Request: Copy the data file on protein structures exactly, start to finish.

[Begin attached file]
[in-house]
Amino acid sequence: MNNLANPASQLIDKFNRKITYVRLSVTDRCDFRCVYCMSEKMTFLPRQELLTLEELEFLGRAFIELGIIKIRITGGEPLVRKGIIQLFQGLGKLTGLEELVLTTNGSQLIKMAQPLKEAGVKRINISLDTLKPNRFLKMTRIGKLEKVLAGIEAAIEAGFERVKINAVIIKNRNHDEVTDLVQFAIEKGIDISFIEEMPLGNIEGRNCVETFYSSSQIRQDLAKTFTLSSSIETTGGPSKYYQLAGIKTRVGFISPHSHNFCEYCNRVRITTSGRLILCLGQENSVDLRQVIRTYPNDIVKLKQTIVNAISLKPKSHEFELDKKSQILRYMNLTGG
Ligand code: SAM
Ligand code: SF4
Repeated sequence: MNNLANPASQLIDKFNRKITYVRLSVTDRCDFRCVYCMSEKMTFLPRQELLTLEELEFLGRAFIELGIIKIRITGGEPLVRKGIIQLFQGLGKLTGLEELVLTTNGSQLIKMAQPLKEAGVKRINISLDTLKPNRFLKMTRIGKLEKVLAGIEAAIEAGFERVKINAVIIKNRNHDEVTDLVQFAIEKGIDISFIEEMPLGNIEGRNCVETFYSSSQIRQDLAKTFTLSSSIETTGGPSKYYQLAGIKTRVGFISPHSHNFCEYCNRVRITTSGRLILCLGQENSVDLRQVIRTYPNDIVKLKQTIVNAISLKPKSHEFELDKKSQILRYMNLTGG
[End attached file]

[in-house]
Amino acid sequence: MNNLANPASQLIDKFNRKITYVRLSVTDRCDFRCVYCMSEKMTFLPRQELLTLEELEFLGRAFIELGIIKIRITGGEPLVRKGIIQLFQGLGKLTGLEELVLTTNGSQLIKMAQPLKEAGVKRINISLDTLKPNRFLKMTRIGKLEKVLAGIEAAIEAGFERVKINAVIIKNRNHDEVTDLVQFAIEKGIDISFIEEMPLGNIEGRNCVETFYSSSQIRQDLAKTFTLSSSIETTGGPSKYYQLAGIKTRVGFISPHSHNFCEYCNRVRITTSGRLILCLGQENSVDLRQVIRTYPNDIVKLKQTIVNAISLKPKSHEFELDKKSQILRYMNLTGG
Ligand code: SAM
Ligand code: SF4
Repeated sequence: MNNLANPASQLIDKFNRKITYVRLSVTDRCDFRCVYCMSEKMTFLPRQELLTLEELEFLGRAFIELGIIKIRITGGEPLVRKGIIQLFQGLGKLTGLEELVLTTNGSQLIKMAQPLKEAGVKRINISLDTLKPNRFLKMTRIGKLEKVLAGIEAAIEAGFERVKINAVIIKNRNHDEVTDLVQFAIEKGIDISFIEEMPLGNIEGRNCVETFYSSSQIRQDLAKTFTLSSSIETTGGPSKYYQLAGIKTRVGFISPHSHNFCEYCNRVRITTSGRLILCLGQENSVDLRQVIRTYPNDIVKLKQTIVNAISLKPKSHEFELDKKSQILRYMNLTGG